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How we implemented API keys for prefix!

Wolf Vollprecht
Written by Wolf Vollprecht a year ago

Along with private and public channels, now supports API Key authentication! In this blog post, we share a few details on how we implemented API Keys with security in mind.

What are API Keys

API Keys are a widely used means of authenticating API requests. They are in use at many large developer platforms such as GitHub, Docker or Since we now support uploading packages to public or private channel, we definitely needed the means to authenticate with the platform from a CLI tool or similar.

The conda / mamba community has two ways of authenticating against an API (built-in to the tools):

  • HTTP Basic auth: this is the authentication where the user:password is sent as a Authorization: Basic <hash>. This is a proven and reliable way of authenticating against an API but doesn't seem to be very much in fashion anymore
  • The conda / Anaconda token: this is a very weird way of authenticating against an API. It injects a token into the URL like<TOKEN>/rest/of/url.tar.bz2. Unfortunately, it's not really "standard" and sending tokens as part of the URL is not very secure.

We've decided to learn from the best and implement a more standard way of sending the API Key, namely under the Authorization: Bearer <TOKEN> - a so-called "bearer token".

How do API Keys work

API Keys do two things: identify who is the owner of the API Key and a password. For the keys, we've chosen a common prefix (pfx_) on all keys to make them easily identifiable (we hope that this will also help with security scanning later on!). We then use the first 8 characters of the key as the ID of the key (to uniquely identify it) and the rest of the key is the "password".

This is what a API key looks like:

Key: pfx_vr2XPfxpByKvGVhzrkjtrjn235nj23n4jn9v

# split up into parts:

Key: pfx_      vr2XPfxpB        yKvGVhzrkjtrjn235nj23n4jn9v
     ^ PREFIX  ^ ID of the key  ^ The actual password

We use "nanoid" for the key because it is relatively "readable" and more compact vs. UUID4 or other formats. You can read more about nanoid vs UUID in the PlanetScale blogpost.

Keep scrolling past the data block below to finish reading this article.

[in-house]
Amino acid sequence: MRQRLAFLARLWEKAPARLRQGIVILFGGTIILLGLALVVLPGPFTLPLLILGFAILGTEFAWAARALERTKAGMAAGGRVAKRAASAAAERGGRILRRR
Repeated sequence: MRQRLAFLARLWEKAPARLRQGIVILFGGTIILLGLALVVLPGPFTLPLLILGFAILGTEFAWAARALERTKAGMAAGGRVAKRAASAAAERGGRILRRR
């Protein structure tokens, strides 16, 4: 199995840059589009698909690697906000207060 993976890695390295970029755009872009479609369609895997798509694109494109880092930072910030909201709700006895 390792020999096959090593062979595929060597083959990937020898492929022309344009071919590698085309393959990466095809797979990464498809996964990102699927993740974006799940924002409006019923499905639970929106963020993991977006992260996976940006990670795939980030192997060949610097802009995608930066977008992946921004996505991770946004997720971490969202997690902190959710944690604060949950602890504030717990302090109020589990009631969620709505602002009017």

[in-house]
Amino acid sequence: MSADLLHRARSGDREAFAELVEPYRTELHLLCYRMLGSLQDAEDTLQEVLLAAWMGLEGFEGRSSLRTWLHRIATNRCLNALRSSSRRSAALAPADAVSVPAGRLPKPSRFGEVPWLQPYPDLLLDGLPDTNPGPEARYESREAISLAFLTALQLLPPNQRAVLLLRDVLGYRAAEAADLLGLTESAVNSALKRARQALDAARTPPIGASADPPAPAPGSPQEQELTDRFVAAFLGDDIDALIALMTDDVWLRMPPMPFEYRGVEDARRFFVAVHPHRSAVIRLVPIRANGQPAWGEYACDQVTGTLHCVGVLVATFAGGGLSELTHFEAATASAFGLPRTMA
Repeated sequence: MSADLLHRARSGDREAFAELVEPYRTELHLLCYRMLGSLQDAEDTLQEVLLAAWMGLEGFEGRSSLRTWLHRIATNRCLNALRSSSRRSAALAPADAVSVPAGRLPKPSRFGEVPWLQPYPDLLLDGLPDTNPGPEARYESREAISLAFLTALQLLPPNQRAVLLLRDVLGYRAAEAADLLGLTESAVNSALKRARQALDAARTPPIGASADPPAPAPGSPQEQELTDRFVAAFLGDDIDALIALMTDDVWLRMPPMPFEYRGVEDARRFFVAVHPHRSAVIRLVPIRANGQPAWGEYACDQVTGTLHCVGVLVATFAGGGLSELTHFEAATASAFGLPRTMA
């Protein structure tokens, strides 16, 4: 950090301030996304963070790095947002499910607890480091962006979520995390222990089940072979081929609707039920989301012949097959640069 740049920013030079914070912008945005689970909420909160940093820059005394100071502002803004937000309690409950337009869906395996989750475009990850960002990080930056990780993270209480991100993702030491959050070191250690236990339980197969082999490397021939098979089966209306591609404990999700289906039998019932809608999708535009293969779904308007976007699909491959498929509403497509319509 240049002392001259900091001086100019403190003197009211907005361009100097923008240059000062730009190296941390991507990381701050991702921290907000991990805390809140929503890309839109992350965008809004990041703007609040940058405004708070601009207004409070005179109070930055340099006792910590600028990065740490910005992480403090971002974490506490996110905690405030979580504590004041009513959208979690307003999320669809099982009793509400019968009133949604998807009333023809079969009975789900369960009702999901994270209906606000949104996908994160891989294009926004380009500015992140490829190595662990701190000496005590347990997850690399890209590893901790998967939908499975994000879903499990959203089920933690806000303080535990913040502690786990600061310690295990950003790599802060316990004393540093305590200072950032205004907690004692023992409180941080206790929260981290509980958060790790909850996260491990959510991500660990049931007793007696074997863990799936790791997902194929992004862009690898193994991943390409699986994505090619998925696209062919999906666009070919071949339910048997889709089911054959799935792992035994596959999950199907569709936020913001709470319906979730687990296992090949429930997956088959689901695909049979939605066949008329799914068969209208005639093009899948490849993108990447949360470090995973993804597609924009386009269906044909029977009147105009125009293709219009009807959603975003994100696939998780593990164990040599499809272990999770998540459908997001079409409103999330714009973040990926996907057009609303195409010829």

The second important part of the API key implementation is that they should be treated like a password. That means they should never be stored in plain text! This is also the reason why you have to store the API key yourself and can only see it once in the UI - we literally have no means of retrieving the information once we sent it to you.

Instead of storing the password-part of the API key we store a hash of the password. This is a very common technique, and usually people use bcrypt for this purpose. Another more modern alternative, that won some password-hashing competitions, is argon2. There is a convenient argon2 Rust crate for it that makes it easy to hash and verify the passwords.

The code in our backend looks roughly like this:

use argon2::{self, Config};

let password = b"password";
let salt = b"randomsalt";
let config = Config::default();
let hash = argon2::hash_encoded(password, salt, &config).unwrap();
let matches = argon2::verify_encoded(&hash, password).unwrap();

What to do with the API key

Now that you know how our API keys roughly work, what can you do with them? Well, globally authenticate against our API endpoints! If you supply the Authorization: Bearer <API KEY> header, you can authenticate against the GraphQL and REST endpoints on the platform.

To read more about our endpoints, you can check out the documentation:

To make an authenticated request with curl against our GraphQL API, you could use the following snippet:

curl \
     -H "Authorization: Bearer pfx_vr2XPfxpByKvGVhzrkjtrjn235nj23n4jn9v" \
     --data '{"query": "{ viewer { login }}"}'

Or with python/requests, for the same:

import requests

token = "pfx_vr2XPfxpByKvGVhzrkjtrjn235nj23n4jn9v"
headers = {"Authorization": f"Bearer {token}"}
response ="", json={"query": "{viewer { login }}"}, headers=headers)


Future work

We have already integrated support for the "BearerToken" format into micromamba - you can login using micromamba auth login --bearer pfx_vr2XPfxpByKvGVhzrkjtrjn235nj23n4jn9v. We are currently in the process of adding authentication support (for all three described authentication methods) to rattler, so that rattler can be used for authenticated repodata retrieval and package installation easily. For this, we extended the reqwest client into an AuthenticatedClient.

Furthermore, we hope that we can also make a conda plugin available that implements the Bearer-Token authentication method. The conda team has done a great job at making the conda codebase extensible, and I believe that the request/channel layer is already extensible, so this might already be possible. Maybe even will switch to a more standard "Bearer"-Token authentication in the future?

We hope that this article illustrated how serious we take security. If you try out our authenticated API or our newly released private channels, do let us know. We love to hear from users on our Discord or on the repository.